Lebanese Supporters Shield Defiant General
CHRISTIAN supporters of defiant Gen. Michel Aoun have stepped up their vigil around the Lebanese presidential palace in the hills east of Beirut over the festive season, hoping their presence will continue to ward off a threatened Syrian attack. Instead of spending Christmas in their homes and churches, scores of thousands chose to flock to the palace at Baabda to express support for the general and celebrate the holy days in the running carnival that has been going on outside the palace gates for the past month.
Some of those who took part said that as many as 250,000 people attended the midnight mass held at Baabda on Christmas Eve. While that is almost certainly an exaggeration, there is no doubt that the general's defiant stand is drawing crowds bigger than any seen in Lebanon before. Another huge turnout is expected at midnight on New Year's Eve.
``It's beautiful, what's happening, it's a real revolution,'' said one of General Aoun's most ardent supporters, George Micaelian, who has camped outside the palace day and night since the Syrian threat first loomed large four weeks ago.
``If we hadn't come here that first Monday when the Syrians were going to attack, it would all be over,'' he added. ``We, the people, are defending Baabda and defending General Aoun. It is not a question of armies and weapons any more, it's a question of people and the will of the people.''
``We are like shields, protecting the presidential palace,'' said Maya Kenaan, a student. ``It's like a symbol for protecting the whole country. If the bombs start falling, of course we'll stay. That's the main reason we came here.''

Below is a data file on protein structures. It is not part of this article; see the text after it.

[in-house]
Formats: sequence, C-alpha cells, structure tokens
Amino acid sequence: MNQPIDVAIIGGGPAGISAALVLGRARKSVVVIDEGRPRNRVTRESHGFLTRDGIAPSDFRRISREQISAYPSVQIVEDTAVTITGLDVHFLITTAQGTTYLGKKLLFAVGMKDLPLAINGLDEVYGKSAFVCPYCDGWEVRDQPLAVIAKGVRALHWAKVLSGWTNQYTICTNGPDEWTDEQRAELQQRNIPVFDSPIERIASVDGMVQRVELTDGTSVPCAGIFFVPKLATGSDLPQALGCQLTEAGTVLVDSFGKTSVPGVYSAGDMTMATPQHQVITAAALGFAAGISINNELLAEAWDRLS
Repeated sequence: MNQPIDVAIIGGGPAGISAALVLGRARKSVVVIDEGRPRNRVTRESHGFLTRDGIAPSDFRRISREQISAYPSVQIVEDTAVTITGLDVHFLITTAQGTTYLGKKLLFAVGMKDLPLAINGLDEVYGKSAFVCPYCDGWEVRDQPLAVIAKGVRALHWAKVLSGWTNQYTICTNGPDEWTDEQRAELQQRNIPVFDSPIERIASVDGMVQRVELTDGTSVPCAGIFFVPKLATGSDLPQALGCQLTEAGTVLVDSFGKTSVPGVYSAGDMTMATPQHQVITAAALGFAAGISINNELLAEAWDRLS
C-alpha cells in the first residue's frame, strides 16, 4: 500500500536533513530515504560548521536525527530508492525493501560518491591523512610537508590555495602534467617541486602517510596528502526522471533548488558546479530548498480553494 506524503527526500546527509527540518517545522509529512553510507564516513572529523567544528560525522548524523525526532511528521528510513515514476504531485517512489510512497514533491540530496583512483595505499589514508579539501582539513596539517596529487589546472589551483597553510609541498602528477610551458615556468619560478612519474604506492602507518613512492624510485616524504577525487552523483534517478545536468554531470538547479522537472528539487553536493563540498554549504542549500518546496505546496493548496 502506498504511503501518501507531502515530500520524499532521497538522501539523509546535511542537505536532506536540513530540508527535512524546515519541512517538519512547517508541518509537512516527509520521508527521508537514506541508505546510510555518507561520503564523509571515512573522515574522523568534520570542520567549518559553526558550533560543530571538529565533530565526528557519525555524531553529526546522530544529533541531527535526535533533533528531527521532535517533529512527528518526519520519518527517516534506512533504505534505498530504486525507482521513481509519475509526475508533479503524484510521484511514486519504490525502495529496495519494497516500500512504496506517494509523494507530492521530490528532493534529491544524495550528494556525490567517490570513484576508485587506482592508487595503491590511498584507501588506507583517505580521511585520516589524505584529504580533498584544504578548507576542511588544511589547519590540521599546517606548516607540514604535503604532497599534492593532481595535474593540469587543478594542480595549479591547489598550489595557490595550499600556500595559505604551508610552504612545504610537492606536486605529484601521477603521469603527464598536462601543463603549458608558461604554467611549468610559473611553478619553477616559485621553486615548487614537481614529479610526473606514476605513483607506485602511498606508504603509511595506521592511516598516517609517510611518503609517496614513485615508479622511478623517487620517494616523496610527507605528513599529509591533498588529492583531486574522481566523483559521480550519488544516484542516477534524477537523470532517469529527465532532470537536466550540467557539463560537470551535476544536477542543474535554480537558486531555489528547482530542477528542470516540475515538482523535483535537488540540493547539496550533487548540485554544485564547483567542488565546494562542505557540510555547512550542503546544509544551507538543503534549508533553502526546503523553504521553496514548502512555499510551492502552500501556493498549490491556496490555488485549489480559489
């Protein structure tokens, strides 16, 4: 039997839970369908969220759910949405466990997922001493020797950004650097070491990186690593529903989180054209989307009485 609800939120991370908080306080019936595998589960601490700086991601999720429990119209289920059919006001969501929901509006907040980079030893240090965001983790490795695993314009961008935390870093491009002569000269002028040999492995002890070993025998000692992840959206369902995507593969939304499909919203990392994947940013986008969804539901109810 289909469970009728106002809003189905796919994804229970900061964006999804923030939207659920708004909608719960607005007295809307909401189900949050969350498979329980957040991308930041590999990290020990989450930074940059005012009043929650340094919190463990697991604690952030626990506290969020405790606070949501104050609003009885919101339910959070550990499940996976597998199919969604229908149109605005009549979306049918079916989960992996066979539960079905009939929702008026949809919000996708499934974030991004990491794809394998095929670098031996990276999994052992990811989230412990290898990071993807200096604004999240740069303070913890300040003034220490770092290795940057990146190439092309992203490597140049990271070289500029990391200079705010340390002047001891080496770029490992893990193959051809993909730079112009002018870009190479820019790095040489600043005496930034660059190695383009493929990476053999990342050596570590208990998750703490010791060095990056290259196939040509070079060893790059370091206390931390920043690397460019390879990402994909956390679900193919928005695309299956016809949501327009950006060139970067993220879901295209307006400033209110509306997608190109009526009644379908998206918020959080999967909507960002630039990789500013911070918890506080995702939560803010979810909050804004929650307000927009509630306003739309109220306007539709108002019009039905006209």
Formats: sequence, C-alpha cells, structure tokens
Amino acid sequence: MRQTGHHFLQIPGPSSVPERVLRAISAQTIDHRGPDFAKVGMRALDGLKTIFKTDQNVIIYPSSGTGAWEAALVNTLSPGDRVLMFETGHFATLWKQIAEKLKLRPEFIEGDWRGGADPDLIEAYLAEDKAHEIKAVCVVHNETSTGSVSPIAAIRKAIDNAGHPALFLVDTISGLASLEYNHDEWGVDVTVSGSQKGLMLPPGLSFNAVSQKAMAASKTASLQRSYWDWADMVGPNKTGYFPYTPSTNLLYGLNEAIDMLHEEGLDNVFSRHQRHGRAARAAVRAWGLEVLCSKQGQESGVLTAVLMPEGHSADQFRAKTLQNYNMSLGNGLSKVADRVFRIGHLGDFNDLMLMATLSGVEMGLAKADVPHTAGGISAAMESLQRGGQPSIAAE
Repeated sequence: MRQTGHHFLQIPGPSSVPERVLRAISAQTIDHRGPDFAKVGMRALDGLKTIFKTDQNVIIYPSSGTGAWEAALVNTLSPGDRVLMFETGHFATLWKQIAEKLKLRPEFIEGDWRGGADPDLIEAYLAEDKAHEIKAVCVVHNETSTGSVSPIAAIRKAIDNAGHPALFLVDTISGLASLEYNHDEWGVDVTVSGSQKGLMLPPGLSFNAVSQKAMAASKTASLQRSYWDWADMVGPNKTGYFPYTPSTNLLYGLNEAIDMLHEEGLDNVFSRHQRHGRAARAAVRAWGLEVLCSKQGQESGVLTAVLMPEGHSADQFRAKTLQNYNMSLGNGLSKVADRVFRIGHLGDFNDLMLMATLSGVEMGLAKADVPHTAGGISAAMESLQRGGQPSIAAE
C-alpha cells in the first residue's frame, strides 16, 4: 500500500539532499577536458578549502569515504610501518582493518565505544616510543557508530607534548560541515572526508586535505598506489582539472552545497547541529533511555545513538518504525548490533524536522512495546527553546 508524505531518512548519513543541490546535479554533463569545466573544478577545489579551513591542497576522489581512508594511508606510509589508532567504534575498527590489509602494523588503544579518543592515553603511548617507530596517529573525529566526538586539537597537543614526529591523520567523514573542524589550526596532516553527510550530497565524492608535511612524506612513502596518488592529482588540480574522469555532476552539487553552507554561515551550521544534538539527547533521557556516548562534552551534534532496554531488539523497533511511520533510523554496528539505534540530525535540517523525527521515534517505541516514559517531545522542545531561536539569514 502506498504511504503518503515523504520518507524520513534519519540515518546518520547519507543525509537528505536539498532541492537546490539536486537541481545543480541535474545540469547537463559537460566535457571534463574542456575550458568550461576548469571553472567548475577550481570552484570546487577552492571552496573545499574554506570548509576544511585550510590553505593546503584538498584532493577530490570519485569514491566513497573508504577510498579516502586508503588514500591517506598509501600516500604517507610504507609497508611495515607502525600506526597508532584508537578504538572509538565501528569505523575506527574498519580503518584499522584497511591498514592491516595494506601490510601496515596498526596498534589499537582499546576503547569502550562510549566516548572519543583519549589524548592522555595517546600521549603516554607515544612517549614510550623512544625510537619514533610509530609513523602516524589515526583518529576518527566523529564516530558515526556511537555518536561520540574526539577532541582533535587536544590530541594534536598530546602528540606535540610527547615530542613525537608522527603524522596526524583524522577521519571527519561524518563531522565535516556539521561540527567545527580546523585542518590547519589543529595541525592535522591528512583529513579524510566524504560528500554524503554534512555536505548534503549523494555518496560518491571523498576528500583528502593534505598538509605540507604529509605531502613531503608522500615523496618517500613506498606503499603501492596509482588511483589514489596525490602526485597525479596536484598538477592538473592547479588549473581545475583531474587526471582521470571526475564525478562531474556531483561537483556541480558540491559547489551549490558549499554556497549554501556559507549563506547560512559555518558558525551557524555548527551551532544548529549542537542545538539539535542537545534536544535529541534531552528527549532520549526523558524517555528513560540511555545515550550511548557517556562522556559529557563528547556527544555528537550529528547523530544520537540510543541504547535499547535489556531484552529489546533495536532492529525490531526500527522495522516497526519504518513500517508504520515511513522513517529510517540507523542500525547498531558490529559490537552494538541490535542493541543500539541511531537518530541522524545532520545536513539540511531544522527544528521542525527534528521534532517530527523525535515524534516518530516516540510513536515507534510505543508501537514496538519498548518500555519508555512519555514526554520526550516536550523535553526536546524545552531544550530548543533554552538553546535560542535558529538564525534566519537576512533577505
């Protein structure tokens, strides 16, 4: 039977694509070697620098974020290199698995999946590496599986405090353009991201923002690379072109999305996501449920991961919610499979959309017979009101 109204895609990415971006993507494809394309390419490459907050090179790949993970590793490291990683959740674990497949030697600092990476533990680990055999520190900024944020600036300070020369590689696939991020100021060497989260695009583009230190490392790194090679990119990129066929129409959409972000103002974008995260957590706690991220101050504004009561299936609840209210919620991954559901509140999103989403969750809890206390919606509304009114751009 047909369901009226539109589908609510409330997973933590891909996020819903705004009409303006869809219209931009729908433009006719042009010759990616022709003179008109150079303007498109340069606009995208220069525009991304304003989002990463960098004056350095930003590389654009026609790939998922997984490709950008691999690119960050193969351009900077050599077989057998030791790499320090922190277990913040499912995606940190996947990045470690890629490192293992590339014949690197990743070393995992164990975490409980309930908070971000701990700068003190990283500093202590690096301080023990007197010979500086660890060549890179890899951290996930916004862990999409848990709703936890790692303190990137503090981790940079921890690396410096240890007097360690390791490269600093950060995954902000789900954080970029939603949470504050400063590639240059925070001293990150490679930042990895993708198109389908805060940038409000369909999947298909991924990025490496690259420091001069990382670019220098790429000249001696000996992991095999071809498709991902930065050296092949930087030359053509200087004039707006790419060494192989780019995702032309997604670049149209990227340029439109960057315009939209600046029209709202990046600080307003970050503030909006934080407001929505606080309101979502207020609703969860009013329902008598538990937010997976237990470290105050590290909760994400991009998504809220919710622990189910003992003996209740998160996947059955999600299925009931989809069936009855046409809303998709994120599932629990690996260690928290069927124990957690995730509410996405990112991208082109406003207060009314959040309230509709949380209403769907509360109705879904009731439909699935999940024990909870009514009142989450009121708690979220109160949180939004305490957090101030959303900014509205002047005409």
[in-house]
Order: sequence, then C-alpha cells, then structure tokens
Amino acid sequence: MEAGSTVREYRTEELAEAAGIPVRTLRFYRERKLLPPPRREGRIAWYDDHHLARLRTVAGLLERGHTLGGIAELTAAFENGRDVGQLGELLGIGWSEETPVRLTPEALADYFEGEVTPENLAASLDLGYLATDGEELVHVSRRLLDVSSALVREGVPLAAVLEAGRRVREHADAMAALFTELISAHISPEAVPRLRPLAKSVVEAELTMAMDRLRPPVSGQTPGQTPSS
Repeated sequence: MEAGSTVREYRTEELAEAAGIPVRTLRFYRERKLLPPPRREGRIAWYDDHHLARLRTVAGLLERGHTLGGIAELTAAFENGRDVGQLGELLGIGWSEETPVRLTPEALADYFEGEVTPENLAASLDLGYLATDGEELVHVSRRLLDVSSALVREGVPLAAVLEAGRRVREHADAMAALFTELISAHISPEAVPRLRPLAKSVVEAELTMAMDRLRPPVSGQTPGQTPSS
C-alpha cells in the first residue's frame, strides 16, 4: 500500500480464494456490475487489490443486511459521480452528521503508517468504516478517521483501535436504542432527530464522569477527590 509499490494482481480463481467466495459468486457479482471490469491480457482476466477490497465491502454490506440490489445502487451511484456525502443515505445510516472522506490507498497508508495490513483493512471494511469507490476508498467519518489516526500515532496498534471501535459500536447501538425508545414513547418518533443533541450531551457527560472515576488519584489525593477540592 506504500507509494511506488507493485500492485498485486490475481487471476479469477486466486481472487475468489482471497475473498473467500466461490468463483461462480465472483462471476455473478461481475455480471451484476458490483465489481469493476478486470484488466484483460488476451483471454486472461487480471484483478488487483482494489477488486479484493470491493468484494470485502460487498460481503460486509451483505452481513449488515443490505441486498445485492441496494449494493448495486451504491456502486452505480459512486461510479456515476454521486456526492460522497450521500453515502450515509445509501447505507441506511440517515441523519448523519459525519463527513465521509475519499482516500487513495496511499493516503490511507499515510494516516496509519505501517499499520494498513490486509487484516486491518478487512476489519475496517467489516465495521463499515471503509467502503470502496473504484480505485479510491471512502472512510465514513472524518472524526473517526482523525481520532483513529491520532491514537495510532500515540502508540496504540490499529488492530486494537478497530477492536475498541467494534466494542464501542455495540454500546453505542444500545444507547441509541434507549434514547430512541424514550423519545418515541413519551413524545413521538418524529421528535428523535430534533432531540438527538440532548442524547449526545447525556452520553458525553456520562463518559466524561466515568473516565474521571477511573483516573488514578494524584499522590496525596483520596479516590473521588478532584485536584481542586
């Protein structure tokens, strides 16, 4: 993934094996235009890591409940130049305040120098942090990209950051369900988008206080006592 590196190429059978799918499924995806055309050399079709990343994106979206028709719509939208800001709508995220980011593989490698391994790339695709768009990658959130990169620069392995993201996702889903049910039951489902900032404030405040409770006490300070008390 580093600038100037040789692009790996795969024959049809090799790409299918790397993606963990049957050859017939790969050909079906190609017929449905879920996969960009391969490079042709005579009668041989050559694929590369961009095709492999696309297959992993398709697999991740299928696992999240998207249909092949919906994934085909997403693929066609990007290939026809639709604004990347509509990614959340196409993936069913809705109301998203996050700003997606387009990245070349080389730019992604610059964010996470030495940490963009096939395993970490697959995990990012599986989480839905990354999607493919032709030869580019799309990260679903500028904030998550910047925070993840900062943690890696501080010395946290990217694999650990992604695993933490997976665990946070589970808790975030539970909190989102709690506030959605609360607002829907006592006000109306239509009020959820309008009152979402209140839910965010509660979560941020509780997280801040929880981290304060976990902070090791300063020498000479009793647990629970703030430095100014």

Inside the palace, with the chanting of his supporters - many of them organized groups of schoolchildren - ringing in his ears, Aoun himself shrugs off his critics' charge that he is hiding behind a wall of human sandbags.
``It's the first time in history that the people are defending their leader,'' he said. ``We have seen leaders or rulers oppressing their people, or the people getting rid of their dictators, like in Romania. But never before have we seen people encircling their leader to preserve him, to protect him. It's a phenomenon.''
Aoun and his supporters hope that their brand of ``people power'' might catch on in the region, sweeping away totalitarian Arab regimes - Syria foremost - whose police-state systems were modeled on those of Eastern Europe.
``From Prague to Beirut, one struggle - freedom,'' declares a banner outside the palace. ``Alexander Dubcek and Michel Aoun.''
While the general is happy to equate his situation with the popular upheavals in Eastern Europe, he is less happy to see parallels drawn with that other major contemporary event - the United States intervention in Panama, which saw the Americans trying to do to Gen. Manuel Antonio Noriega exactly what the Syrians would like to do to him.
Diplomats believe the threat of a Syrian attack has receded at least temporarily, while Arab mediators try to find a way of resolving the situation politically. There is no sign that a breakthrough is at hand.
Aoun is still refusing to hand the Baabda palace over to President Elias Hrawi, whose election last month was the first step in implementing an Arab-sponsored peace plan that Aoun rejects on the grounds that it fails to guarantee a full Syrian withdrawal.
But the 20,000 or so Syrian reinforcements rushed to the battlefronts around Baabda a month ago are still there and Aoun's supporters plan to keep up their vigil until they are withdrawn.